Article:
OCTOBER 2009

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Seeing Anton
By Karen Sosnoski, Aug 18, 2009

“Is this my brother?” my daughter asked post-delivery. She eyed my still big belly—“Is he out of you?”—then turned to the baby, shook his little fist. “Oh, Anton!” The things you’re supposed to say to an infant. “I love you!” The things I hadn’t said.

Stiffly, I cradled my newborn, but all I wanted was to bury my nose in my firstborn’s perfect neck. Forester’s birth two years ago had been the happiest day of my thirty-seven years, a confirmation of still casual fruitfulness.

“He’s a blessing,” one nurse murmured after we got the news, but her eyes snagged on that telltale foot crease, the ubiquitous signal of Down syndrome for which I wasn’t thanking God.

Anton was gone for tests—minutes stretched to hours—when we received the diagnosis. Later, at the support group, parents would reminisce about the sickening hush that descends when hospital staff knows before you do. Anton’s pediatrician broke the news.

“But he’s so beautiful,” my husband, Fred, cried out, not ready to give Anton over to the label. “Bring him back. Now. I haven’t even photographed him.” Then he doubled over, this father faint with desire to see his cherished boy as simply that.

Before anyone noticed, Anton’s ears were Fred’s, his eyes mine.

Two days later we were told by a pediatrician that measuring over 3 cm., Anton’s ears, at least, were normal. A blood test confirmed “of 30 metaphases, 15 were normal; 15 trisomy 21.” “Mosaic Down syndrome” they called it. A rare form. “Half Breed” I hummed—then caught myself.

Reviewing clinical signs, our OB agreed Anton probably had DS. Offering consolation: “Maybe he’ll be like who’s that guy? Corky?” The night before he’d told us we “make good ones.” (Then, I’d still had a pregnant woman’s crush on him.) At my six-week checkup, this OB would say nothing about Anton who was right there—decked out, scented—dreaming gently in his car seat at our feet. (For some reason I felt invisible.)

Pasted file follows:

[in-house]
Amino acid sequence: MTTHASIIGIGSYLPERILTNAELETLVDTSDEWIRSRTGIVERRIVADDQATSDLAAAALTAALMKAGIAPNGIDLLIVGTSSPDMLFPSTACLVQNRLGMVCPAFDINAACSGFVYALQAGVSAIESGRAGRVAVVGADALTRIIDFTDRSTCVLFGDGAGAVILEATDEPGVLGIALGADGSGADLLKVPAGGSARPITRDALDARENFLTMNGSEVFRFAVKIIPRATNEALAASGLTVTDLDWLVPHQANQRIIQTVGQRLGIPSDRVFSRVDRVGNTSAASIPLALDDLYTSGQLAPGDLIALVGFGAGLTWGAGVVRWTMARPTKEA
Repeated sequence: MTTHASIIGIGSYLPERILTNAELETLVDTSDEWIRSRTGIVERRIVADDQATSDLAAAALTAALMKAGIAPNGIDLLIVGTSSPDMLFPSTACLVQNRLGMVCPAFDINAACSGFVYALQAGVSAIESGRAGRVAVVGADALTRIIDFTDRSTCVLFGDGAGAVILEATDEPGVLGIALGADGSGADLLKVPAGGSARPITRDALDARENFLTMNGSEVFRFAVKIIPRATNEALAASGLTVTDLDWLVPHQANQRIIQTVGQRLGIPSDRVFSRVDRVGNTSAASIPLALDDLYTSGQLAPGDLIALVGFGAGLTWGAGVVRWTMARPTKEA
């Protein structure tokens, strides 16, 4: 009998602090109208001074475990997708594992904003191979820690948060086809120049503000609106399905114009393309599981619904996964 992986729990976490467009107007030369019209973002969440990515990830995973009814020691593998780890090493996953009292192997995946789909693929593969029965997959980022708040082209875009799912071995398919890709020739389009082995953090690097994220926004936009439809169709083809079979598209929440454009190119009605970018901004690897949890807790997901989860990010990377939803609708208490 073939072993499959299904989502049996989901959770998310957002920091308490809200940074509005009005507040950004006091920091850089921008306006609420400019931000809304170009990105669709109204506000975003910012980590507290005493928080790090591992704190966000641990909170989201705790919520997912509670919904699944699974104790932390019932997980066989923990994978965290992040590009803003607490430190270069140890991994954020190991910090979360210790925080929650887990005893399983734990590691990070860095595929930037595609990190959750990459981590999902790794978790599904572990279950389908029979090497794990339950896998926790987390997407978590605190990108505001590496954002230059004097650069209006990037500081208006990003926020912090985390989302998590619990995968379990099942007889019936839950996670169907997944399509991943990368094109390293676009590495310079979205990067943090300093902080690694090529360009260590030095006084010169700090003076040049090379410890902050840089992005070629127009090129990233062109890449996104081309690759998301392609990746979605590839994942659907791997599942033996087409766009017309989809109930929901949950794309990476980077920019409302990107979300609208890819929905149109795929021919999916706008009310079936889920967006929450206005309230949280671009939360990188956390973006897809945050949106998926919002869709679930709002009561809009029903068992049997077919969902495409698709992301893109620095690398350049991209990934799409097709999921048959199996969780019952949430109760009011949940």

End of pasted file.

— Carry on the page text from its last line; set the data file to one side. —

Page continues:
“Can strangers tell?” I’d ask Fred that first month. One minute I’d see Anton’s eyes as lakes, his lips as rosebuds; the next my vision blurred and I saw the geneticist’s version: Epicanthal folds. Hypotonia.” I sought escape in daydreams:

I get an IUD as the OB now recommends, but, somehow, I get pregnant. “Perhaps you put it in wrong, Doctor? Don’t worry, I won’t sue.” I can afford to be magnanimous. The jacket of my novel says it all...how my youngest, genius twin sons; Forester; Fred and me (finally skinny AND critically acclaimed) have taken up extreme sports, international travel and, meanwhile, Anton....

I learned to love my second (and last) baby breastfeeding him in the dark.

In the past, communities broke parents of children with Down syndrome. Ours built us up. Friend Ana bought The Parents’ Guide to Raising a Child with Down syndrome for herself. Others made dinners, booties, time. “Maybe he’ll grow wings and fly away?” suggested Forester when she began to suspect the opposite. Everyone laughed. Meanwhile, grandparents held Anton proudly. For weeks I walked around with a heart as vulnerable as my baby’s soft spot. No one crushed it.

Loved ones brought me into the light, so I could see that Sunday when my eight-week old first smiled—waves of recognition as he gazed into my eyes.

“Oh, Anton,” I mumbled, thinking of my forty years, my extra pounds, my lack of courage. “You get what you get.” Anton continued smiling, mouth stretched wide, body wriggling delightedly as if he saw not a weary woman, her pregnancy “complicated by advanced maternal age” but someone beautiful. Someone blessed.

Oh, Anton, my precious boy. So many ways I could have missed you.

Karen Sosnoski’s work has appeared or is forthcoming in Identity Theory, The Chaffey Review, Camroc Press Review, Yellow Mama, The LA Times, Poets and Writers, The Washington City Paper, and Bitch, among others. She has written radio stories for This American Life and Studio 360 and her award-winning film Wedding Advice: Speak Now or Forever Hold Your Peace is distributed by Berkeley Media. She is writing a book of narrative nonfiction, When Birdboy Calls, about the psycho-spiritual connection between brain cancer patient David Welch and artist Rosemary Covey. She lives in Alexandria, VA, with her supportive husband, fierce daughter, and charming son.

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